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The AAPG/Datapages Combined Publications Database

GCAGS Transactions

Abstract


Gulf Coast Association of Geological Societies Transactions Vol. 58 (2008), Pages 433-449

Crystalline Basement Aquifer, Llano Uplift, Central Texas: An Overlooked Minor Aquifer of Texas

Brian B. Hunt

Springs/Edwards Aquifer Conservation District, 1124 Regal Row, Austin, Texas 78748

ABSTRACT

Fractured and weathered Precambrian igneous and metamorphic rocks of the Llano Uplift are an important groundwater resource and constitute a minor aquifer of Texas. The Crystalline Basement Aquifer (CBA) covers about 1290 mi2 (3350 km2) in portions of seven counties sustaining streams and providing rural water supplies estimated at greater than 3600 acre-ft/yr. A conceptual model derived from literature review, well database and geographic information system (GIS) analysis, geologic mapping, and well field studies is presented.

The CBA appears similar to other hard rock aquifers recognized throughout the world. Hydrogeologic features include a vertical layering consisting of an upper weathered zone and middle fractured zone forming a near-surface aquifer generally conformable to the land surface with shallow depth to water (23 ft [7 m] median). Flow in the aquifer is localized, heterogeneous, and anisotropic, reflecting variations in fractures, lithology, weathering, and topography. At deeper levels, the rocks are fractured allowing potential hydrologic connection to a deeper regional flow regime. Borehole depths are shallow (median 120 ft [37 m]) with small yields (median 11 gallons per minute [gpm]) with a high rate of dry boreholes (about 30%). Fracturing and weathering are critical to the porosity and permeability of the aquifer. The Llano Uplift is dominated by decompressive and Paleozoic-age tectonic fractures, which are amenable to lineament analysis for well-siting. Well yields and water quality are influenced by lithology and metamorphic fabrics.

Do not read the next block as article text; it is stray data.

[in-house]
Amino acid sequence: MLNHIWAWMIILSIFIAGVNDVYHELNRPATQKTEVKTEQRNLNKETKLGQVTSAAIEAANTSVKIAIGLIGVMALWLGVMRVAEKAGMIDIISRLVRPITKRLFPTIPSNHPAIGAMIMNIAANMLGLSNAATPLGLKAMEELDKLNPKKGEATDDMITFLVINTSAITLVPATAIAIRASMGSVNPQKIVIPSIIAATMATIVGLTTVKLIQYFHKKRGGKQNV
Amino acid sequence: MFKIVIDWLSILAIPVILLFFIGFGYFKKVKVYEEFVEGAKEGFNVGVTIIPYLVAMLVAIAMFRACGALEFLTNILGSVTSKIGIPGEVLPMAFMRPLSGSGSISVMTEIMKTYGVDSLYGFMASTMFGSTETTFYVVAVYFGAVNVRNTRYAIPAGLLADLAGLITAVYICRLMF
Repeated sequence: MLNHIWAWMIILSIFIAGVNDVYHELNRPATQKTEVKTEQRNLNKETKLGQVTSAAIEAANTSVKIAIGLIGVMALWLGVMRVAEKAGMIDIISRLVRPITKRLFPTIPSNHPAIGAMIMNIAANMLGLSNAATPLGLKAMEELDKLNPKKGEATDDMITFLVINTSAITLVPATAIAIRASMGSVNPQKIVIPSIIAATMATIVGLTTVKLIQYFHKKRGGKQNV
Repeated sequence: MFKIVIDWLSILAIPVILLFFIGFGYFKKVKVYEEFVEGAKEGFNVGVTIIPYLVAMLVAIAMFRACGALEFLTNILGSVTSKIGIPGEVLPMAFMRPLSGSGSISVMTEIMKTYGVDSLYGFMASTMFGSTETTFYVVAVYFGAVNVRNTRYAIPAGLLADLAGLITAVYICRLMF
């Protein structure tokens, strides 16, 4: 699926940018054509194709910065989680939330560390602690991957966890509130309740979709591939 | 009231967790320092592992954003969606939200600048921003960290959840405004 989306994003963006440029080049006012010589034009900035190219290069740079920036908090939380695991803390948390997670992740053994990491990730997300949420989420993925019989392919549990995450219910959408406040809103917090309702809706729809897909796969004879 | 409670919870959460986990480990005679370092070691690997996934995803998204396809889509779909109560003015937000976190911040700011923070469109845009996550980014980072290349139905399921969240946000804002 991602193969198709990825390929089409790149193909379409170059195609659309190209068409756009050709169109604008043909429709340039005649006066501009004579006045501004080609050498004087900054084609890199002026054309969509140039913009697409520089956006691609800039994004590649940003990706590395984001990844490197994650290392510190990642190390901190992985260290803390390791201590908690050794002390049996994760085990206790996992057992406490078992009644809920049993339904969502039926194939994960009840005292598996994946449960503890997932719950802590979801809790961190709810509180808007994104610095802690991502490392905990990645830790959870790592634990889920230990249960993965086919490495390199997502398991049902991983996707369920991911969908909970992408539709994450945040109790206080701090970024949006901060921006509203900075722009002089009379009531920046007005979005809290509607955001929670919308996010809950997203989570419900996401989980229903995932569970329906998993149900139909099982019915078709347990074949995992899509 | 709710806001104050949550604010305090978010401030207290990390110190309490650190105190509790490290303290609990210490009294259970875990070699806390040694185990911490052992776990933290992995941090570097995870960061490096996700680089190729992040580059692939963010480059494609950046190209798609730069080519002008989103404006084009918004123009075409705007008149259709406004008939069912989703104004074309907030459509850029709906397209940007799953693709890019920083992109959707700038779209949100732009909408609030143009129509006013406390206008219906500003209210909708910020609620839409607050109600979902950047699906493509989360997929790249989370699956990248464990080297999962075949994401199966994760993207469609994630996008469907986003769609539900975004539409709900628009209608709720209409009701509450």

The CBA is more prolific than previously considered, as fracturing is more extensive than shown on published maps. However, low storage and shallow localized flow systems make the CBA susceptible to droughts and contamination. The CBA satisfies the State’s definition of a minor aquifer because it supplies “relatively small quantities of water in large areas of the State.” Recognition of the CBA as a minor aquifer will lead to increased awareness and greater protection and management of this important resource.

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